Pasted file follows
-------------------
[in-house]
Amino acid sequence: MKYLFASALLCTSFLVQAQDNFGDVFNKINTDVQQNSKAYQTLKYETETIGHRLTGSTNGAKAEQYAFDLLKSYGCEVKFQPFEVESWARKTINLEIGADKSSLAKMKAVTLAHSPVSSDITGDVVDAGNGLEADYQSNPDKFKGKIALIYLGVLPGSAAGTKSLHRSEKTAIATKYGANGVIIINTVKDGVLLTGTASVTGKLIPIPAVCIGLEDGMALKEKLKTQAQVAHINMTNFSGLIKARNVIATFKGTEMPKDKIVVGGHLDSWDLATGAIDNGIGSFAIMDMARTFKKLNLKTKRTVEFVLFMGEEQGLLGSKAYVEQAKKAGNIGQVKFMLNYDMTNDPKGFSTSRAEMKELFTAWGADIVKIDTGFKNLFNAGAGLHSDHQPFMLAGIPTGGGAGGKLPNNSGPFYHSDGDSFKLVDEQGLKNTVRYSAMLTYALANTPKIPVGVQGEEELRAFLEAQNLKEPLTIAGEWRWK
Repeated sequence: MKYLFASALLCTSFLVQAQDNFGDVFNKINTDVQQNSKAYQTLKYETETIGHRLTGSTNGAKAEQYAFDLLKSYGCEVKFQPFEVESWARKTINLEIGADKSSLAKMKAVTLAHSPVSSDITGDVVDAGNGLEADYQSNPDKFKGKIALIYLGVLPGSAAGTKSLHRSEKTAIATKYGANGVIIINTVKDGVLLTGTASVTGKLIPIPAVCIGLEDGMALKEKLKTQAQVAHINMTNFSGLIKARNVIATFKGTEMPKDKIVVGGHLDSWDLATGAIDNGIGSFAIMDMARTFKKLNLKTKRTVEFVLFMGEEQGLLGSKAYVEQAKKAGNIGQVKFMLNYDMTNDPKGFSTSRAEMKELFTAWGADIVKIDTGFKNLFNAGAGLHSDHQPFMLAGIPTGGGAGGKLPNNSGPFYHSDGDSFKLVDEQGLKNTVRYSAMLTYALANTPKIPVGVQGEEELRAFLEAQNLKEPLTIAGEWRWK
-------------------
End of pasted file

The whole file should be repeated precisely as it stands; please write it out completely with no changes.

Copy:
[in-house]
Amino acid sequence: MKYLFASALLCTSFLVQAQDNFGDVFNKINTDVQQNSKAYQTLKYETETIGHRLTGSTNGAKAEQYAFDLLKSYGCEVKFQPFEVESWARKTINLEIGADKSSLAKMKAVTLAHSPVSSDITGDVVDAGNGLEADYQSNPDKFKGKIALIYLGVLPGSAAGTKSLHRSEKTAIATKYGANGVIIINTVKDGVLLTGTASVTGKLIPIPAVCIGLEDGMALKEKLKTQAQVAHINMTNFSGLIKARNVIATFKGTEMPKDKIVVGGHLDSWDLATGAIDNGIGSFAIMDMARTFKKLNLKTKRTVEFVLFMGEEQGLLGSKAYVEQAKKAGNIGQVKFMLNYDMTNDPKGFSTSRAEMKELFTAWGADIVKIDTGFKNLFNAGAGLHSDHQPFMLAGIPTGGGAGGKLPNNSGPFYHSDGDSFKLVDEQGLKNTVRYSAMLTYALANTPKIPVGVQGEEELRAFLEAQNLKEPLTIAGEWRWK
Repeated sequence: MKYLFASALLCTSFLVQAQDNFGDVFNKINTDVQQNSKAYQTLKYETETIGHRLTGSTNGAKAEQYAFDLLKSYGCEVKFQPFEVESWARKTINLEIGADKSSLAKMKAVTLAHSPVSSDITGDVVDAGNGLEADYQSNPDKFKGKIALIYLGVLPGSAAGTKSLHRSEKTAIATKYGANGVIIINTVKDGVLLTGTASVTGKLIPIPAVCIGLEDGMALKEKLKTQAQVAHINMTNFSGLIKARNVIATFKGTEMPKDKIVVGGHLDSWDLATGAIDNGIGSFAIMDMARTFKKLNLKTKRTVEFVLFMGEEQGLLGSKAYVEQAKKAGNIGQVKFMLNYDMTNDPKGFSTSRAEMKELFTAWGADIVKIDTGFKNLFNAGAGLHSDHQPFMLAGIPTGGGAGGKLPNNSGPFYHSDGDSFKLVDEQGLKNTVRYSAMLTYALANTPKIPVGVQGEEELRAFLEAQNLKEPLTIAGEWRWK